For most of my life, I would shrug off the fact that my parents left everything behind in their native land to ensure that their three kids could reach their potential — something that couldn't be achieved back home in Argentina. I didn't realize until recently that everything that I have and will achieve in life is due to them overcoming their fears of leaving our home and our family and diving headfirst into the unknown. I owe it to them – and to the ones still struggling with their Latino identity — to write this.
In my first school in the United States, my bilingual teacher asked me to speak to her. Anything at all. With the option to either speak in English or Spanish, I refused both. Angry at having to choose one or the other, at having to choose who I was, I didn't talk for two months. That was my first encounter of my confused identity.
I knew early on I didn't fit any specific mold. No one assumed that I spoke Spanish at school. My last name didn't have anything "Hispanic" about it. I didn't fit the stereotypical Latina label for my peers. My cousins would tell me that I had no choice but to think in English, being the "gringa" that I was. I didn't fit the stereotypical Argentinian label for them, and no matter how hard I tried, I didn't fit the stereotypical American label for myself. It was exhausting. But in my own house, surrounded by my supportive family, I knew what I was: I was a young immigrant. I was born in Argentina. But why didn't I feel as Argentinian as I should?
Being a white, blond, blue-eyed, Jewish Argentinian challenged everyone's views of what they thought a Latinx was. "How are you Hispanic AND Jewish? It's not possible!" I got this question way too many times. Since I moved to the United States at the age of 3, the American lifestyle was all that I knew. My older brothers had the connection to Argentina that, for the majority of my childhood, was nonexistent. While they had the slight accents to have others question their nationality, no one batted an eye when I spoke. While they had the middle school with a large Latino community, I had a white, private school. While they had the memories imprinted in their brains of what home was, I had only the stories I heard and easily forgot.
I remember when my family would make fun of my Spanish accent through our FaceTime calls; I felt betrayed by my own tongue. I remember when my parents' broken English would embarrass me. I struggled with being an Americanized Latina. I didn't know which side I wanted to embrace. Little did I know that I didn't have to choose just one; I could be both. But instead of trying to accept my ethnicity and my differences, I would do anything to avoid the whole Latina stereotype. The most diverse title I would have accepted in my preteen years would have been Jewish.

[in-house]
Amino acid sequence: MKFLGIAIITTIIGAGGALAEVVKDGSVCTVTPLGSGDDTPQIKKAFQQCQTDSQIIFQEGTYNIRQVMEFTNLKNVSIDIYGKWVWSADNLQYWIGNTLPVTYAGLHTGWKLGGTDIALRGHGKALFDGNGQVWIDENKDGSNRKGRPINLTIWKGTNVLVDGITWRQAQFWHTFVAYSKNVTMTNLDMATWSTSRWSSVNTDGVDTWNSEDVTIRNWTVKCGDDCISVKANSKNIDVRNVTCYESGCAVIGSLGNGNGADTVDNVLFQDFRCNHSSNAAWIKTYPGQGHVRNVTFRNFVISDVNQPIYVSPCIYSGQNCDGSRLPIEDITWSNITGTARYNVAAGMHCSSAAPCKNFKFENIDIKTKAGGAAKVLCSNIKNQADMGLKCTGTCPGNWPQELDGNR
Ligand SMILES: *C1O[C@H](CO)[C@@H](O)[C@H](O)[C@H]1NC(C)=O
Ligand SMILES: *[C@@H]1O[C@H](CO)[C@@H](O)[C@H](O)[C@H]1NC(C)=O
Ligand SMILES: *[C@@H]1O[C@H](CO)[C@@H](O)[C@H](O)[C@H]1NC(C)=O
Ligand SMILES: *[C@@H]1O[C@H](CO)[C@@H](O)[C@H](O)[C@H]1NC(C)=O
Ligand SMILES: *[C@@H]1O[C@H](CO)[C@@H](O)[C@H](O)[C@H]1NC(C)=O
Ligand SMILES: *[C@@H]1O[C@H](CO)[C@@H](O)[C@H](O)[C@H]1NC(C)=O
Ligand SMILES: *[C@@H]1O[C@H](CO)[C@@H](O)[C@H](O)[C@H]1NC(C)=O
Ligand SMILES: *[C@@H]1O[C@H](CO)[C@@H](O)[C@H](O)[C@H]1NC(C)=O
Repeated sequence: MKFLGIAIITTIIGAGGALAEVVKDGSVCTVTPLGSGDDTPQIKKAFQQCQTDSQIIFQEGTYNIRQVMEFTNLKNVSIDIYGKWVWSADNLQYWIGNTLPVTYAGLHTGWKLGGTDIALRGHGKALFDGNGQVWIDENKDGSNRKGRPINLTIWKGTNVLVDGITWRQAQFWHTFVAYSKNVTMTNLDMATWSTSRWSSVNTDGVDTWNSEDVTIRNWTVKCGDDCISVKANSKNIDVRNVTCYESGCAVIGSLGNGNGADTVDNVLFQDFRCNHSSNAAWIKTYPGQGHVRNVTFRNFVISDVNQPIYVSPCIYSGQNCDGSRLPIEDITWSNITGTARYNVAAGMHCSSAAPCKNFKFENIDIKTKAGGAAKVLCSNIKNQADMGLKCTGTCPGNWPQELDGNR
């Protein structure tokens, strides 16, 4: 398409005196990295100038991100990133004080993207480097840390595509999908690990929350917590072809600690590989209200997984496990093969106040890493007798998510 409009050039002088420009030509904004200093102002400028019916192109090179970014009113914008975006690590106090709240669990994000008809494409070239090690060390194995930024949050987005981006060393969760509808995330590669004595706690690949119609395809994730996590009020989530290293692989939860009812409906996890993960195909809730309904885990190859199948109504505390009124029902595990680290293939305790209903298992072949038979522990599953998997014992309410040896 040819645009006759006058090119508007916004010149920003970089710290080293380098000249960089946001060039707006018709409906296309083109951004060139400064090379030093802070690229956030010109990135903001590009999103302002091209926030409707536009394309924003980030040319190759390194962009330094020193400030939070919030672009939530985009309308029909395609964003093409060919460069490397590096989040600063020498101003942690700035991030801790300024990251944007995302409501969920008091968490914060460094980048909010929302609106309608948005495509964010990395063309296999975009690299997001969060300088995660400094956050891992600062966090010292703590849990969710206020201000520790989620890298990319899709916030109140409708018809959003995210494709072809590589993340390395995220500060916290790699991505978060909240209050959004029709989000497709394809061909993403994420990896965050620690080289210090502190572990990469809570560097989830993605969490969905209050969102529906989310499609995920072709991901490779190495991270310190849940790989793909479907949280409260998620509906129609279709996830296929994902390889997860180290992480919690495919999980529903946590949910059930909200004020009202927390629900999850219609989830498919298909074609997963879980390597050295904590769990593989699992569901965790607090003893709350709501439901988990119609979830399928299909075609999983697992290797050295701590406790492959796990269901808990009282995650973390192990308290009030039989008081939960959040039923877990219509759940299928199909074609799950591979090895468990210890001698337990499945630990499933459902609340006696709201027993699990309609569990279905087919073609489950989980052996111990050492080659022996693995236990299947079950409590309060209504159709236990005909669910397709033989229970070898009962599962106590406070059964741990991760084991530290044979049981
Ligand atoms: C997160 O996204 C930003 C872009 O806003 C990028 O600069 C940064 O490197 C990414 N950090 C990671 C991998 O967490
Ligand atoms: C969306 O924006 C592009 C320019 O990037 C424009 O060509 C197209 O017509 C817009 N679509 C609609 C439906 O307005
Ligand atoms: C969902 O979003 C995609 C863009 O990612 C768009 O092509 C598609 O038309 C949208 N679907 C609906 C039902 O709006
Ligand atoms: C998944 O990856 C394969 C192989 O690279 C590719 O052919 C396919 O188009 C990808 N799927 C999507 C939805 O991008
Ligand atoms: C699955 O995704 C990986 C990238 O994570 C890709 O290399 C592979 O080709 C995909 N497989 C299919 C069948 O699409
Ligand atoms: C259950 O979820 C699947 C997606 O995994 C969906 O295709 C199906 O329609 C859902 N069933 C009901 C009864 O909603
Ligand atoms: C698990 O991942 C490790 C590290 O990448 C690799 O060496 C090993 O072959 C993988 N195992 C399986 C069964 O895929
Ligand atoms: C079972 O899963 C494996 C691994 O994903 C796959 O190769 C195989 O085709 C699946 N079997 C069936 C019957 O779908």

Looking back, I wish that I had gotten over the fact that we weren't your typical Brady Bunch family sooner. But I'm glad that I realized that I didn't care that we didn't fit any specific label. I got out of my sheltered bubble, and I appreciate it all in a way I never thought I could.
While I used to be embarrassed about something as minuscule as my parents' accents, I now realize how ridiculous that was. My dad works hour after hour as a doctor, even going to work in the middle of a Category 4 hurricane to help his patients. My mom donates not only her time and effort but also her whole heart to anyone in need. My two older brothers study and work their whole days but will do anything to brighten people's days. Despite the negative stigma and reputation that immigrants get repeatedly here, I know first-hand that it isn't the least bit true, and it won't ever tear down the pride I have for my family and my community.
I realized that my parents' accents didn't stop them from impacting the world, from impacting us. Their dedication — from learning a new language to working hard just to be able to spoil us and give us a better life – paved a path for me to follow. They taught me to embrace our differences, for they are the ones that make us who we are. They taught me to speak out for what I believe in. They taught me to stay humble, empathetic, and grateful.
While I learned to take pride in my roots, I still struggle with some of my identity today. My small but noticeable Spanish accent makes me stand out to my family. My common Argentinian name is still mocked at school. But that doesn't make me any less proud of who I am. I can't imagine a life without the support of my loud, loving, Hispanic family, a life without blasting our favorite Spanish music, a life without showing our whole city who we are — Latinos. And am I proud to be one.